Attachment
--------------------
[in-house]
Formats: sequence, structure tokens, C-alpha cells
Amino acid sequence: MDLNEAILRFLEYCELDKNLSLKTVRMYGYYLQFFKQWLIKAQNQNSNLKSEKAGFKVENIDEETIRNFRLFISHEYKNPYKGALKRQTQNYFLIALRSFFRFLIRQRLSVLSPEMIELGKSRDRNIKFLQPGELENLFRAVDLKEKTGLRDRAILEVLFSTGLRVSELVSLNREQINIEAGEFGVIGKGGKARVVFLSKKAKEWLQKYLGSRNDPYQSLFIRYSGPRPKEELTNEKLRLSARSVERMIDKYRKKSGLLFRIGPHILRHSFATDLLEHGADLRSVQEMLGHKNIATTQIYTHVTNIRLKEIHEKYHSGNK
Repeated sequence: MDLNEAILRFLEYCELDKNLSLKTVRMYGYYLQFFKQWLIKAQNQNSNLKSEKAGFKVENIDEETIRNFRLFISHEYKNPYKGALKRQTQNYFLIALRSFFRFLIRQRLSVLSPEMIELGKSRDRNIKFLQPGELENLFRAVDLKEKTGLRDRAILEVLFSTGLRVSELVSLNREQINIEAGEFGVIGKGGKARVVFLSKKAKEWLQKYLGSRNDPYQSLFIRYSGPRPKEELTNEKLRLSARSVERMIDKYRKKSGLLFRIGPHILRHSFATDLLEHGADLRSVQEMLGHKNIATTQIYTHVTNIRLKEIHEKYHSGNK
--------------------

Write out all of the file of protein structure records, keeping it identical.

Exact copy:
[in-house]
Formats: sequence, structure tokens, C-alpha cells
Amino acid sequence: MDLNEAILRFLEYCELDKNLSLKTVRMYGYYLQFFKQWLIKAQNQNSNLKSEKAGFKVENIDEETIRNFRLFISHEYKNPYKGALKRQTQNYFLIALRSFFRFLIRQRLSVLSPEMIELGKSRDRNIKFLQPGELENLFRAVDLKEKTGLRDRAILEVLFSTGLRVSELVSLNREQINIEAGEFGVIGKGGKARVVFLSKKAKEWLQKYLGSRNDPYQSLFIRYSGPRPKEELTNEKLRLSARSVERMIDKYRKKSGLLFRIGPHILRHSFATDLLEHGADLRSVQEMLGHKNIATTQIYTHVTNIRLKEIHEKYHSGNK
Repeated sequence: MDLNEAILRFLEYCELDKNLSLKTVRMYGYYLQFFKQWLIKAQNQNSNLKSEKAGFKVENIDEETIRNFRLFISHEYKNPYKGALKRQTQNYFLIALRSFFRFLIRQRLSVLSPEMIELGKSRDRNIKFLQPGELENLFRAVDLKEKTGLRDRAILEVLFSTGLRVSELVSLNREQINIEAGEFGVIGKGGKARVVFLSKKAKEWLQKYLGSRNDPYQSLFIRYSGPRPKEELTNEKLRLSARSVERMIDKYRKKSGLLFRIGPHILRHSFATDLLEHGADLRSVQEMLGHKNIATTQIYTHVTNIRLKEIHEKYHSGNK